Sunday, February 7, 2010

Death is a civil matter

Parents found guilty in Oregon City faith-healing trial

As if placing one’s faith in one’s creator was not difficult enough, in Oregon City, Oregon it is apparently illegal. Jeff and Marci Beagley were found guilty of criminally negligent homicide for the 2008 death of their sixteen-year old son. Read the article.

I found three interesting, yet disturbing, comments in the online article. First is the warning by Steven Green, director of Willamette University’s Center for Religion and Democracy, that this case sends a signal to the religious community [presumably at large] that their actions will be more scrutinized [by the state than a non-religious community]. A family that chooses a faith path that endorses faith-healing can be held to a higher standard of child care than a more secular one that over-medicalizes their child(ren). These faith-holding parents differ in the court from another parent who sends their child to the doctor, demanding care the child may not need (I am thinking of Ritalin prescriptions or antibiotics for treating the common cold) and that may do more harm than good, because they chose to place their faith with a different authority. I understand the continuous court rulings that beliefs and actions take different legal roads, but I also see a definite pattern of hypocrisy. There are too many examples of questionable parenting (for example) that go unrecognized in the court system even when the result is the death of a child; the parent seems to be saved because they do not profess to a strong sense of faith for their lives.

The second comment that bothered me was that expert testimony of doctors was used by the defense even though the parents did not rely on their medical skill to take care of their child when he was severely sick. As the prosecution attorney offered, this was a “rich irony.” Yet, what other alternative did the defense have? Death, in our society, apparently is a civil matter and not a faith matter. No matter how many faith healers and examples of successful faith healing the defense could have offered as proof that faith healing works, the secular/civil court most likely would not have recognized its relevance. Their son died under their care, not God’s care. It did not help that no one bothered to call 9-1-1 when he died—a repeat in the death of the same parent’s granddaughter three months earlier.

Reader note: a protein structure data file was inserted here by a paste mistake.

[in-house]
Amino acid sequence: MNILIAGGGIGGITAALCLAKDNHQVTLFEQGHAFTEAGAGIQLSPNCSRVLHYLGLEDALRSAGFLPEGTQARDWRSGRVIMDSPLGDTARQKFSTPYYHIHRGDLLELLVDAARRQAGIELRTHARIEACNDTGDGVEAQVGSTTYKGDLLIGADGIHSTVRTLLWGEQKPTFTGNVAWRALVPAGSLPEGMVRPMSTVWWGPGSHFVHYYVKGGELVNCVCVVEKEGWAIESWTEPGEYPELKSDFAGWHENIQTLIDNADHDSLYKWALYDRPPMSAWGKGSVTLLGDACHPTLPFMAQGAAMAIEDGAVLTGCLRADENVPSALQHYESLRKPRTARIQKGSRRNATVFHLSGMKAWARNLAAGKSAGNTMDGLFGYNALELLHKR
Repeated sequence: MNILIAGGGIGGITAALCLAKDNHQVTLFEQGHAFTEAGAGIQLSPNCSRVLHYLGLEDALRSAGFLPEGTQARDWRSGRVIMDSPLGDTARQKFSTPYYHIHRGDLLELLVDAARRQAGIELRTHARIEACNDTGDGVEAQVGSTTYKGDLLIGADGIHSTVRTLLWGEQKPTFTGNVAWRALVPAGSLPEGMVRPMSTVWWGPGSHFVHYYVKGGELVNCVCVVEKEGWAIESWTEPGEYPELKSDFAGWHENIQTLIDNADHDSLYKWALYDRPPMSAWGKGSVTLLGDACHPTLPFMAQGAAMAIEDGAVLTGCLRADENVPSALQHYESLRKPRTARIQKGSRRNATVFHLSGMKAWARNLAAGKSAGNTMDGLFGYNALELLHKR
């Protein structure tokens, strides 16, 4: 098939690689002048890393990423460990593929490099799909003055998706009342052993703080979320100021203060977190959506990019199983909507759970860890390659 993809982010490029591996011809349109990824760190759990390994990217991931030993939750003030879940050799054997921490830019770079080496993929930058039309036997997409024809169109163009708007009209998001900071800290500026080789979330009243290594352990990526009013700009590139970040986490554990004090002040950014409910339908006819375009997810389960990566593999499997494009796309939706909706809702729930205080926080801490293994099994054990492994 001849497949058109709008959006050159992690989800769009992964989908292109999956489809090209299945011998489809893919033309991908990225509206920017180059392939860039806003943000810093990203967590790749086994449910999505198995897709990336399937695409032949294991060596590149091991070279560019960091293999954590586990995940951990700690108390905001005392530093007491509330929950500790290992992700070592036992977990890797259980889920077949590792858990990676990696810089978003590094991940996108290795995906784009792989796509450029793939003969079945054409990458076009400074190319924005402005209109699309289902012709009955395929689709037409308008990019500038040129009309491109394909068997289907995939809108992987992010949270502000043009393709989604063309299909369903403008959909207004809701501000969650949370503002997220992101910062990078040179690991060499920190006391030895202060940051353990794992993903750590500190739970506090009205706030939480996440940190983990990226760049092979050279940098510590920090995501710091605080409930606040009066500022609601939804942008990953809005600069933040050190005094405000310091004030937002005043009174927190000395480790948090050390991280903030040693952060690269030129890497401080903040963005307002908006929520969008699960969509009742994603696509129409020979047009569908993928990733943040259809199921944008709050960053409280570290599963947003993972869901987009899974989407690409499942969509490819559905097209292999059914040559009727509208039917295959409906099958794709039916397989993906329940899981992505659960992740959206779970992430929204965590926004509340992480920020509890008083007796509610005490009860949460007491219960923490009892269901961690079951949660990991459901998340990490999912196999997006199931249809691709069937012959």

Finally, we are told that in Oregon, parents who offer a religious defense in the death of a child may receive probation instead of a prison sentence. If the state is going to go after parents for their decisions in the death of their child, the state should use the same criterion for all parents. What, after all, does the religious defense do that changes the circumstances? Repeatedly, the courts have ruled that actions fall under a different set of rules. There is no reason, therefore, to slap parents with criminal suit and then offer some a carrot because their actions were based on faith decisions.

I have found that reading comments following articles online incredibly eye opening. The viciousness that people exhibit in their commentary regarding those who rely of faith so strongly is as close-minded as the people they accuse. Is there any difference in the comments following this article and that found against Native-Americans in 1892 when the school superintendent wrote, “their religion is the darkest of superstitions” that inevitably led to a “lack of truthfulness, consistency, and moral consciousness” (Wenger, p. 29)? The conflict between authorities, the state and God, is an old one that surely will not end very soon.


John S. said...